Interrelated Oncogenic Viruses and Breast Cancer

Front Mol Biosci. 2022 Mar 28;9:781111. doi: 10.3389/fmolb.2022.781111. eCollection 2022.


Breast Cancer is a multifactorial disease and recent evidence that viruses have a greater role in its aetiology and pathophysiology than previously hypothesized, has garnered a lot of attention in the past couple of years. After the role of Mouse Mammary Tumour Virus (MMTV) in the oncogenesis of breast cancer has been proved in mice, search for similar viruses found quite a plausible relation of Human Papilloma Virus (HPV), Epstein-Barr virus (EBV), and Bovine Leukaemia Virus (BLV) with breast cancer. However, despite practical efforts to provide some clarity in this issue, the evidence that viruses cause breast cancer still remains inconclusive. Therefore, this article aims to clarify some ambiguity and elucidate the correlation of breast cancer and those particular viruses which are found to bring about the development of tumorigenesis by a previous infection or by their own oncogenic ability to manipulate the molecular mechanisms and bypass the immune system of the human body. Although many studies have reported, both, the individual and co-existing presence of HPV, EBV, MMTV, and BLV in patient sample tissues, particularly in Western women, and proposed oncogenic mechanisms, majority of the collective survey of literature fails to provide a delineated and strong conclusive evidence that viruses do, in fact, cause breast cancer. Measures to prevent these viral infections may curb breast cancer cases, especially in the West. More studies are needed to provide a definite conclusion.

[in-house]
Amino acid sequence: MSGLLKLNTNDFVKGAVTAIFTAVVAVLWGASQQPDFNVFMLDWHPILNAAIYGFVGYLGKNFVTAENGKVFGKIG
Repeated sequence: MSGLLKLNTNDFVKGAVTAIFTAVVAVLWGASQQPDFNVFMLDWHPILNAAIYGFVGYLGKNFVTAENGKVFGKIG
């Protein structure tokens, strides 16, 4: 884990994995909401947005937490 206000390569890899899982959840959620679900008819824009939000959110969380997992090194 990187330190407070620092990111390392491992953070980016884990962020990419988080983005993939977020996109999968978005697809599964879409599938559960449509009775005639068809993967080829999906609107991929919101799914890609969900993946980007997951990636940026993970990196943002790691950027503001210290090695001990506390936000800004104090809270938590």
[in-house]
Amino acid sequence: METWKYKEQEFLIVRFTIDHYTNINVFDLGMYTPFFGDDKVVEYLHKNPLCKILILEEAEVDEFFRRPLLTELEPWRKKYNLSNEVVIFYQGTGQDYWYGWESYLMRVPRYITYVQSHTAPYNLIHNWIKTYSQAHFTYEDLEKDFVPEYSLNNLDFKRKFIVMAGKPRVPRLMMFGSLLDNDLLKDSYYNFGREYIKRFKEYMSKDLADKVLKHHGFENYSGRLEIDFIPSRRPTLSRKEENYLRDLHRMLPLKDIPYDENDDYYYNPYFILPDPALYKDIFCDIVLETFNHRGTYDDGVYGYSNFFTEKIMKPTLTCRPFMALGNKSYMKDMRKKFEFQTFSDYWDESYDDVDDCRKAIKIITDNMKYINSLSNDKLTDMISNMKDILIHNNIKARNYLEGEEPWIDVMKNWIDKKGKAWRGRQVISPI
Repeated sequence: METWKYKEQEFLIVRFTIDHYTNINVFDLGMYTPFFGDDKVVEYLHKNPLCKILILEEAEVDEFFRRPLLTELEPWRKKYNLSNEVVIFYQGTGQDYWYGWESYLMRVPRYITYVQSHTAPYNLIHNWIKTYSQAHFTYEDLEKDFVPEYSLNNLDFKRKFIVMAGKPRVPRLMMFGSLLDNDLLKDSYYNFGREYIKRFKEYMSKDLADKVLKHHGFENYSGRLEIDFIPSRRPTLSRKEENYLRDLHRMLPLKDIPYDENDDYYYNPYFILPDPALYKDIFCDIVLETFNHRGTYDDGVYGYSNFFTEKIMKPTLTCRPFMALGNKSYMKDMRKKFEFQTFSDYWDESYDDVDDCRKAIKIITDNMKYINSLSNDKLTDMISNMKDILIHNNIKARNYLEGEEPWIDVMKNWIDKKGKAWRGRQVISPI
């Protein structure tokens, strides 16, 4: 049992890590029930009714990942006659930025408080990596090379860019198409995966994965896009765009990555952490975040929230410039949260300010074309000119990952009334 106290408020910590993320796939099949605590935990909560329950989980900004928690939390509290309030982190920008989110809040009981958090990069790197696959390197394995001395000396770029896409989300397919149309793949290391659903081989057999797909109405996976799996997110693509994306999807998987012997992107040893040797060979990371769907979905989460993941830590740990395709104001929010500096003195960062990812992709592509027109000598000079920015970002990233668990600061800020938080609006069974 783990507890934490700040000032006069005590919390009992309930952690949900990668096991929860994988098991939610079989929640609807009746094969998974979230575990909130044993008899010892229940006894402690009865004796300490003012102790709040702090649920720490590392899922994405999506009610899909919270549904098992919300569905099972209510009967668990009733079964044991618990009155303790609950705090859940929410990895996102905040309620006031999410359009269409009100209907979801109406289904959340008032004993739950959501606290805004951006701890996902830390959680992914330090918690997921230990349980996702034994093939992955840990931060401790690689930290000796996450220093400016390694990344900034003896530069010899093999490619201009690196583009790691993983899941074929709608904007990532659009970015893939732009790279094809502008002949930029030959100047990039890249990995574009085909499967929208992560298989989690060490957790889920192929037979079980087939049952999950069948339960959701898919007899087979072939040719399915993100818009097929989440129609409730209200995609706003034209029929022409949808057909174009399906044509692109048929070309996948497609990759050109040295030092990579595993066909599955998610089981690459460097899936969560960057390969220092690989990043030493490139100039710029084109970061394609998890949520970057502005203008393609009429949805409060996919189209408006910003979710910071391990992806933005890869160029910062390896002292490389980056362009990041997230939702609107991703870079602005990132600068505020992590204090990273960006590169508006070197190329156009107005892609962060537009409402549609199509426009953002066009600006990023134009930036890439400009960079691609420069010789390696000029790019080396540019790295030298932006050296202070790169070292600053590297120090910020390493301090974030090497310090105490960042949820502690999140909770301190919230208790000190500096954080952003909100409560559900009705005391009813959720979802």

Keywords: Epstein–Barr virus; bovine leukemia virus; breast cancer; human papilloma virus; mouse mammary tumor virus.

Publication types

  • Review